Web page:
While Sophia loves time outdoors, she lives inside with Helen and Martin

My friends call me the ‘mad bunny lady’. ”On the Swineys’ packing checklist is a travel-size hutch, a predator-proof run, fitted out with a wooden roof and shade cloth, plenty of hay, and food such as pellets and fresh kale.


Other must-haves include a medical kit, a litter box and her travel case (that she sits in while they’re driving) and a pet stroller so Sophia can come with them to cafes. When they’re on the road, they tend to stop every two hours to give Sophia time to enjoy her run outside and to break up their journey with a cup of tea.

“Why wouldn’t she come on holiday with us? Not all rabbits travel well. But Sophia does. So, to me, not including her would be like leaving a member of the family behind.”

Veteran voyager

Shadow, Lynley Dewes’ 17-year-old cat, has been motorhoming with Lynley, her husband and their two dogs for three years. Lynley, owner of a nine-metre TrailLite motorhome, said she’s seeing more and more people at RV rallies travelling with cats.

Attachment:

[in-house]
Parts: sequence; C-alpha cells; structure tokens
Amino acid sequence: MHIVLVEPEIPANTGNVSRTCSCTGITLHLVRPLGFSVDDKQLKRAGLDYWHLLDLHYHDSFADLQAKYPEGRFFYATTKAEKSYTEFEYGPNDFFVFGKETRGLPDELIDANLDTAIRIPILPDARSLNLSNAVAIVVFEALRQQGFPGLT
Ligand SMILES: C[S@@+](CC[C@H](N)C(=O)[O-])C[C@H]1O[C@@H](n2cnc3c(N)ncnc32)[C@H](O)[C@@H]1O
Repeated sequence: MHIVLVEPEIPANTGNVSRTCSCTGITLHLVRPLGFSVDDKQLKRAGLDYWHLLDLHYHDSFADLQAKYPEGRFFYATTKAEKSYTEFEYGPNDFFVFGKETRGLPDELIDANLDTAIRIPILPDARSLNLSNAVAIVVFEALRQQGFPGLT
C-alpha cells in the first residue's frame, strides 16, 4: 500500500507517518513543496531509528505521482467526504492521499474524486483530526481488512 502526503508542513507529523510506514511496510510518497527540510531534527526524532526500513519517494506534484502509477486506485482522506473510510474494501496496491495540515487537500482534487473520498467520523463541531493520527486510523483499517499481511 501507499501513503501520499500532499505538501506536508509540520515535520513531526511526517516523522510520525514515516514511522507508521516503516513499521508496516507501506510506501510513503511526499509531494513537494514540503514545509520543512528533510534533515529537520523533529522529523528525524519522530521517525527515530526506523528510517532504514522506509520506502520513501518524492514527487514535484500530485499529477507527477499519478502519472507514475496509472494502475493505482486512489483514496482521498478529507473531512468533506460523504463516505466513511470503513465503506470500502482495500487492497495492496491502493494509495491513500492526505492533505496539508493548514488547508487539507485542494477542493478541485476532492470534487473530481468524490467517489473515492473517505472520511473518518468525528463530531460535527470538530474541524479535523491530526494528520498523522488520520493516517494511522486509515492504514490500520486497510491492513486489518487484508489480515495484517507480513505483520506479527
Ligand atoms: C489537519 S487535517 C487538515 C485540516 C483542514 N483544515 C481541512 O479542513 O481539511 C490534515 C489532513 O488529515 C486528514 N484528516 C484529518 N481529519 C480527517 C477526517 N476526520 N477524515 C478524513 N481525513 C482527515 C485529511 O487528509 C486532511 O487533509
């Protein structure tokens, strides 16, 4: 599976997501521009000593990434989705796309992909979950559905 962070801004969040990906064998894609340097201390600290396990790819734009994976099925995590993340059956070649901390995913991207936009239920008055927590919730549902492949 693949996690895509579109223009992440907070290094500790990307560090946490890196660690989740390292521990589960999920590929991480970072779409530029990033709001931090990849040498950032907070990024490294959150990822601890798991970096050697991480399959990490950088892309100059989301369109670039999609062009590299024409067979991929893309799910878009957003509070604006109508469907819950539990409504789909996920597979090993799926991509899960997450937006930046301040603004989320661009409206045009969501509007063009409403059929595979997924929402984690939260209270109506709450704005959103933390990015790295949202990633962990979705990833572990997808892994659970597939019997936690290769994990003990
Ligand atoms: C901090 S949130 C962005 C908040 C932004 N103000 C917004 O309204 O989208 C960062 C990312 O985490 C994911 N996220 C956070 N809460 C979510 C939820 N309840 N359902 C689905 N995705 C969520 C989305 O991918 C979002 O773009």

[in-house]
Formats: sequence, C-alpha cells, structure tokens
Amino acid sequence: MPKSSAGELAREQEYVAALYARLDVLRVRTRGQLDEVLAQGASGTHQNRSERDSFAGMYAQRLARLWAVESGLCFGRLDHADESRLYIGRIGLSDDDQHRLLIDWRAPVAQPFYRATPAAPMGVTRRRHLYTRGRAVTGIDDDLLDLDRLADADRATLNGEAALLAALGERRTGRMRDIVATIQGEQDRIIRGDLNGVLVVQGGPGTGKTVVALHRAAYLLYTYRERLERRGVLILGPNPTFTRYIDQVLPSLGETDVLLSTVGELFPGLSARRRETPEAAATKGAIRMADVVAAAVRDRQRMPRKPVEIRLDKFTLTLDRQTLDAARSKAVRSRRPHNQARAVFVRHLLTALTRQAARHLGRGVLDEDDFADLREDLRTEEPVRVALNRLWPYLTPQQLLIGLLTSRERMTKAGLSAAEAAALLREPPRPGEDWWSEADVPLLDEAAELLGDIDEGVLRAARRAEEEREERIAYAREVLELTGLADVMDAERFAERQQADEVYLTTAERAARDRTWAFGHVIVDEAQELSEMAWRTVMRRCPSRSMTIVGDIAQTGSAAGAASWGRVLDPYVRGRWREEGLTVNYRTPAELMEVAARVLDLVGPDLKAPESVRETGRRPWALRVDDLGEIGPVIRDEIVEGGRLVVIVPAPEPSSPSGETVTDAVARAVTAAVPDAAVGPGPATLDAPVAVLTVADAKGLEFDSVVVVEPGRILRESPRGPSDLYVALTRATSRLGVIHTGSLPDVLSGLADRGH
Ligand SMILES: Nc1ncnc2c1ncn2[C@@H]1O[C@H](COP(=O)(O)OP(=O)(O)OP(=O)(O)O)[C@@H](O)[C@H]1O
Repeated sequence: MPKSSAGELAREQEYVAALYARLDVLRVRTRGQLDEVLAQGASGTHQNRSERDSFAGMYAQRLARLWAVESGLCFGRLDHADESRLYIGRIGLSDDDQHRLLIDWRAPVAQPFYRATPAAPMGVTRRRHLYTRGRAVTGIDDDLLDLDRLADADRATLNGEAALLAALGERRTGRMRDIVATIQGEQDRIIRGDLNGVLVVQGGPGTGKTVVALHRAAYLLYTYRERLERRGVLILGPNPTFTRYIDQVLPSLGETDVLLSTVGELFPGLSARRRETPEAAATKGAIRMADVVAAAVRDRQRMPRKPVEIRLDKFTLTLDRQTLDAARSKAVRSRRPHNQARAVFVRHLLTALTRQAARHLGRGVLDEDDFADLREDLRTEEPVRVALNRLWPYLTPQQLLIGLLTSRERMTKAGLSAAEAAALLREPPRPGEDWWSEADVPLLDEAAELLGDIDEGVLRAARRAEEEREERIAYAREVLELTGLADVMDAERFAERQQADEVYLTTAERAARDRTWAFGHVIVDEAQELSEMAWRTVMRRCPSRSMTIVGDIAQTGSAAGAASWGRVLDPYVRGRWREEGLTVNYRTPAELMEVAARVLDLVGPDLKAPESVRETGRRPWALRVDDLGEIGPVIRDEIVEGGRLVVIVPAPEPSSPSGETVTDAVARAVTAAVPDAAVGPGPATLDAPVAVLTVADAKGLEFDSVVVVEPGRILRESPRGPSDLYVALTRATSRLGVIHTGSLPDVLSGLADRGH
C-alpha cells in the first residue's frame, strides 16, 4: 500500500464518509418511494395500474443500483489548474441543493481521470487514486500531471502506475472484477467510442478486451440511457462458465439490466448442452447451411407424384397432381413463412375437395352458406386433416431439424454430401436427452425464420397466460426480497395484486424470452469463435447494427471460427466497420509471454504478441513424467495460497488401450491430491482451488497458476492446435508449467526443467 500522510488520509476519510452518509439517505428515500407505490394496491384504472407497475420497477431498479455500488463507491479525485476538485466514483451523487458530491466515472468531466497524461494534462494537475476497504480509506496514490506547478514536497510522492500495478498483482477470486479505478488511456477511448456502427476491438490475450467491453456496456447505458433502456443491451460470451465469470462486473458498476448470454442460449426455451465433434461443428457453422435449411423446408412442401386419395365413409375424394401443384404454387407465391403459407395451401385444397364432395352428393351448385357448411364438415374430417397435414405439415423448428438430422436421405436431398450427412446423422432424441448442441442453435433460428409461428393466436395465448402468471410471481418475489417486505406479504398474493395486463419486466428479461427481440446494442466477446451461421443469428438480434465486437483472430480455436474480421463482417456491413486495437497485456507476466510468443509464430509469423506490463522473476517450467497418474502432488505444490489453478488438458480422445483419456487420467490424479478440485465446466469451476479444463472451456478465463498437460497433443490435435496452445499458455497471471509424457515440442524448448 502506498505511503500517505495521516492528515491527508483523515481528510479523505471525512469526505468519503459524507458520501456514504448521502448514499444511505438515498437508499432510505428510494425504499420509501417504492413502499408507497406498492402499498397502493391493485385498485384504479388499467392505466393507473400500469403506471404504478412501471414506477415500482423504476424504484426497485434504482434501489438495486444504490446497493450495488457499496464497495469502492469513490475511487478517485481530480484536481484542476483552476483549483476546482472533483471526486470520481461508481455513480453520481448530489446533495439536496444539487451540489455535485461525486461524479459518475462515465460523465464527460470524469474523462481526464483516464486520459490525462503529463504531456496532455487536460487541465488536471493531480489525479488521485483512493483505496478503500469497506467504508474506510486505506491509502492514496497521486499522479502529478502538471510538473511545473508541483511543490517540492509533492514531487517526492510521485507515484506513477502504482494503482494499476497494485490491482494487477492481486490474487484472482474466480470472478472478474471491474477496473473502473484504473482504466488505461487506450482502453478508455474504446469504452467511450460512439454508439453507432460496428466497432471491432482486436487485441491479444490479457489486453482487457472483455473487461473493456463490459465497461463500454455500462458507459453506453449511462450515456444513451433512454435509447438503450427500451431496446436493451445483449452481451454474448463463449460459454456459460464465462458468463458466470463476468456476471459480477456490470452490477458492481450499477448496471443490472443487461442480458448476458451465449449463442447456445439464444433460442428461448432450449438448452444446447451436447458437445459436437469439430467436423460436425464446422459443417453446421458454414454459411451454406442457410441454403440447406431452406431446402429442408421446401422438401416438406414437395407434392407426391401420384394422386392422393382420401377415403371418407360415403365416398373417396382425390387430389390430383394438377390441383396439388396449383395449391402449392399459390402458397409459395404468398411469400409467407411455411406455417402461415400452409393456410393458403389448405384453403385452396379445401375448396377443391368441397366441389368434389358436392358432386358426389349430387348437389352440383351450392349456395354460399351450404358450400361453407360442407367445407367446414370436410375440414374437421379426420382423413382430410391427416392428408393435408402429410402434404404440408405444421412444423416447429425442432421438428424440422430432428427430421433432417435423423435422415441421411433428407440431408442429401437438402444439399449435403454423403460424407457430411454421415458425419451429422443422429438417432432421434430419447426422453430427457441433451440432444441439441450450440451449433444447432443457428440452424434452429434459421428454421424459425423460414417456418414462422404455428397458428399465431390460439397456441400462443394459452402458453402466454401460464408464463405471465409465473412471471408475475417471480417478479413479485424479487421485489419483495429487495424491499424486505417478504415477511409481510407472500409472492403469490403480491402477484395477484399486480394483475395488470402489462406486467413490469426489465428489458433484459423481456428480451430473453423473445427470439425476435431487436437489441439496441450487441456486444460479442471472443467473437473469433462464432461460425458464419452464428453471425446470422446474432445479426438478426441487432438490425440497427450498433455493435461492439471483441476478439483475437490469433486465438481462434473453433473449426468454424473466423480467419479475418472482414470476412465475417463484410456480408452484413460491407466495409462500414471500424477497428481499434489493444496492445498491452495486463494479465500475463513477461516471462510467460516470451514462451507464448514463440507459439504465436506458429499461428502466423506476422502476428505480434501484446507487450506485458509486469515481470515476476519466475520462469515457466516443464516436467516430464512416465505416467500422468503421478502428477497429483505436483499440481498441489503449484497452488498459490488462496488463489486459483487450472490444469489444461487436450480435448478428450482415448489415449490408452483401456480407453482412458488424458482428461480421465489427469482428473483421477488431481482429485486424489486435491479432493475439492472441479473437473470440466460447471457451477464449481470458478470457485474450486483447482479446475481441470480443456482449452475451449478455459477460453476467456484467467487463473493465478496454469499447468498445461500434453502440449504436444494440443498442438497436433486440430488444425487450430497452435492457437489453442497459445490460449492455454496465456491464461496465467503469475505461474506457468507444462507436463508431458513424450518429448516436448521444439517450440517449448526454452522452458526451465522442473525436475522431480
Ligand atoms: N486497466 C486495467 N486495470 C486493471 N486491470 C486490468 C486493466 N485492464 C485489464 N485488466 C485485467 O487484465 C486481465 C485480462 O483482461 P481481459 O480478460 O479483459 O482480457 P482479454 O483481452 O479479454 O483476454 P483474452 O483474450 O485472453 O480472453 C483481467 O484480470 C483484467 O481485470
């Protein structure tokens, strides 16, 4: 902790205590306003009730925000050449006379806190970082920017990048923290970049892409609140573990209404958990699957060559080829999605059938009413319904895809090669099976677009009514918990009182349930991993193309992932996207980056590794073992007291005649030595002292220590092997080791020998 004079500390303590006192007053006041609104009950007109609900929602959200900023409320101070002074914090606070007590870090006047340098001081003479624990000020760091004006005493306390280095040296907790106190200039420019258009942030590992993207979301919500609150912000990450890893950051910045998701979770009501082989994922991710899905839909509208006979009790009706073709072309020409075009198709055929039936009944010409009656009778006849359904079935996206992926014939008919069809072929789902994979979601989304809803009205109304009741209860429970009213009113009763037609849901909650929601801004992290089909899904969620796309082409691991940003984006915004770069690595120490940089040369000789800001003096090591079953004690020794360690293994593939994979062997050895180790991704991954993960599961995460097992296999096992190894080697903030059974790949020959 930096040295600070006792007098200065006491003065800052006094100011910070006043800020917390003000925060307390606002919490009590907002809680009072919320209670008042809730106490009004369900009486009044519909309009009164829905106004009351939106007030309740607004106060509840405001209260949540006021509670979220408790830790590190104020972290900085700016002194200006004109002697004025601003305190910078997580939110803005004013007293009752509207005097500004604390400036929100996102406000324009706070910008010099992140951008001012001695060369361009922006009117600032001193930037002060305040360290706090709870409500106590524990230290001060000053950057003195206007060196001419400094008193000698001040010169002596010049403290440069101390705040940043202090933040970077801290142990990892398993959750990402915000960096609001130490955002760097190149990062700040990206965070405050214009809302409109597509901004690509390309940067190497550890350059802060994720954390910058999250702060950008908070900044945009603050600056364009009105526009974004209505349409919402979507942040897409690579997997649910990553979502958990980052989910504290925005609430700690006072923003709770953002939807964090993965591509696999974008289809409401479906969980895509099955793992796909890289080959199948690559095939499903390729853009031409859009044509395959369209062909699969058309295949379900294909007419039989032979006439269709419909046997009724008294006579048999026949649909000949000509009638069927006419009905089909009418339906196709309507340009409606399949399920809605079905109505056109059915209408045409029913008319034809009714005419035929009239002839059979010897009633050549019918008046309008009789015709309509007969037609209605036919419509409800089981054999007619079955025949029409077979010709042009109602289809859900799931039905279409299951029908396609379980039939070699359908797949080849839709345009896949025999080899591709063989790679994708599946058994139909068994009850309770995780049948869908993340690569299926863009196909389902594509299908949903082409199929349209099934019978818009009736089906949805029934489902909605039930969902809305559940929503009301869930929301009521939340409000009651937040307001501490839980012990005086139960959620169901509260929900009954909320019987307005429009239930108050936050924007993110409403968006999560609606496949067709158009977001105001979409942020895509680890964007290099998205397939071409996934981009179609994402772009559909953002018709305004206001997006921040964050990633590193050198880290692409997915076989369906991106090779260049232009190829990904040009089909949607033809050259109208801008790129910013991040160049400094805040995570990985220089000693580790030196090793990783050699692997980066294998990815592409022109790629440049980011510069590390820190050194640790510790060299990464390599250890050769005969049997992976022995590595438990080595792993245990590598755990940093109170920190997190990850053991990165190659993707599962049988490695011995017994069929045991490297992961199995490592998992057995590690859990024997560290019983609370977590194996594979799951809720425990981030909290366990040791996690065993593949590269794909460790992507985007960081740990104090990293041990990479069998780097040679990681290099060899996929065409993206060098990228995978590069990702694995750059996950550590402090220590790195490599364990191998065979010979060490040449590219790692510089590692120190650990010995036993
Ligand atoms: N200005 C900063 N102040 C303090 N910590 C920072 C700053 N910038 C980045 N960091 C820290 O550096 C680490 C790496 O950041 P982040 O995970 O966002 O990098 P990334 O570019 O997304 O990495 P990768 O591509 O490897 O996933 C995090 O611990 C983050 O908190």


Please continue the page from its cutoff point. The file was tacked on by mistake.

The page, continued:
“Shadow started out travelling in a cage,” said Lynley, “but he didn’t much like it, so now he sits in a fold-down seat between the passenger and driver. Before we head off somewhere, we put him in a harness that hooks to the seat by a lead.

It keeps him safe and prevents him from jumping on the driver’s knee. ”She’s since fitted Shadow with a collar and identity disc inscribed with the motorhome licence plate details and Lynley’s cellphone number, and slowly got him used to walking on a lead.

“Usually he walks the boundary of the park we’re in, sniffing everything as he goes. Once around, he’s pretty much finished and ready to go back to the motorhome. “The key to travelling with cats, I think, is to be relaxed. Try things out and see what works and what doesn’t. If you like the idea, give it a go.”

Free-range feline